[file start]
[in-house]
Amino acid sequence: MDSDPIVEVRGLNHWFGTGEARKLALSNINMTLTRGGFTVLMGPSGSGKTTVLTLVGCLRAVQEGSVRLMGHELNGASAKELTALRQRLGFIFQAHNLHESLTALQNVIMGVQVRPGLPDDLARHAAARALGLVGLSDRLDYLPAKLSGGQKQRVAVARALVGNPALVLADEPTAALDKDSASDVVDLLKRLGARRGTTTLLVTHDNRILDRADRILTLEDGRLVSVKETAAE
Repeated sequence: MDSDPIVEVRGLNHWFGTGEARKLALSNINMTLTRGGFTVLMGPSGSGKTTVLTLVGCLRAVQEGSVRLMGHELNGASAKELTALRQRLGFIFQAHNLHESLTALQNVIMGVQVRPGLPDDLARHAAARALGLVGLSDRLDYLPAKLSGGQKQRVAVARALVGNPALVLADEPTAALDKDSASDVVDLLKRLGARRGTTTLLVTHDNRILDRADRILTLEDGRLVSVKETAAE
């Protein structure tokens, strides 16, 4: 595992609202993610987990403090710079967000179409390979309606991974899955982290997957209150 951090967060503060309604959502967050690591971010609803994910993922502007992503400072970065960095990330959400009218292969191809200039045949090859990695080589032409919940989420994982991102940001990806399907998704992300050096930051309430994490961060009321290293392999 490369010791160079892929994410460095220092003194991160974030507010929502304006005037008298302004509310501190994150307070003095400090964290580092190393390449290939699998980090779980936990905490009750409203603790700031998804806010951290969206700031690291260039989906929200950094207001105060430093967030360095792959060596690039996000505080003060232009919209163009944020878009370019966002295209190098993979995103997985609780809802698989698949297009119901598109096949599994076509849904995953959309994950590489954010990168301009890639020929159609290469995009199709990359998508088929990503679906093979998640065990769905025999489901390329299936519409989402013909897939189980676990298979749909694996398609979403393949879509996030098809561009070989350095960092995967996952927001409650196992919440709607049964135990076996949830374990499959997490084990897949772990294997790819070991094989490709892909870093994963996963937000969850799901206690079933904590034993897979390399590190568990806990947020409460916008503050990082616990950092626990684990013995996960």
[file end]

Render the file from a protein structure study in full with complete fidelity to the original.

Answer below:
[in-house]
Amino acid sequence: MDSDPIVEVRGLNHWFGTGEARKLALSNINMTLTRGGFTVLMGPSGSGKTTVLTLVGCLRAVQEGSVRLMGHELNGASAKELTALRQRLGFIFQAHNLHESLTALQNVIMGVQVRPGLPDDLARHAAARALGLVGLSDRLDYLPAKLSGGQKQRVAVARALVGNPALVLADEPTAALDKDSASDVVDLLKRLGARRGTTTLLVTHDNRILDRADRILTLEDGRLVSVKETAAE
Repeated sequence: MDSDPIVEVRGLNHWFGTGEARKLALSNINMTLTRGGFTVLMGPSGSGKTTVLTLVGCLRAVQEGSVRLMGHELNGASAKELTALRQRLGFIFQAHNLHESLTALQNVIMGVQVRPGLPDDLARHAAARALGLVGLSDRLDYLPAKLSGGQKQRVAVARALVGNPALVLADEPTAALDKDSASDVVDLLKRLGARRGTTTLLVTHDNRILDRADRILTLEDGRLVSVKETAAE
């Protein structure tokens, strides 16, 4: 595992609202993610987990403090710079967000179409390979309606991974899955982290997957209150 951090967060503060309604959502967050690591971010609803994910993922502007992503400072970065960095990330959400009218292969191809200039045949090859990695080589032409919940989420994982991102940001990806399907998704992300050096930051309430994490961060009321290293392999 490369010791160079892929994410460095220092003194991160974030507010929502304006005037008298302004509310501190994150307070003095400090964290580092190393390449290939699998980090779980936990905490009750409203603790700031998804806010951290969206700031690291260039989906929200950094207001105060430093967030360095792959060596690039996000505080003060232009919209163009944020878009370019966002295209190098993979995103997985609780809802698989698949297009119901598109096949599994076509849904995953959309994950590489954010990168301009890639020929159609290469995009199709990359998508088929990503679906093979998640065990769905025999489901390329299936519409989402013909897939189980676990298979749909694996398609979403393949879509996030098809561009070989350095960092995967996952927001409650196992919440709607049964135990076996949830374990499959997490084990897949772990294997790819070991094989490709892909870093994963996963937000969850799901206690079933904590034993897979390399590190568990806990947020409460916008503050990082616990950092626990684990013995996960």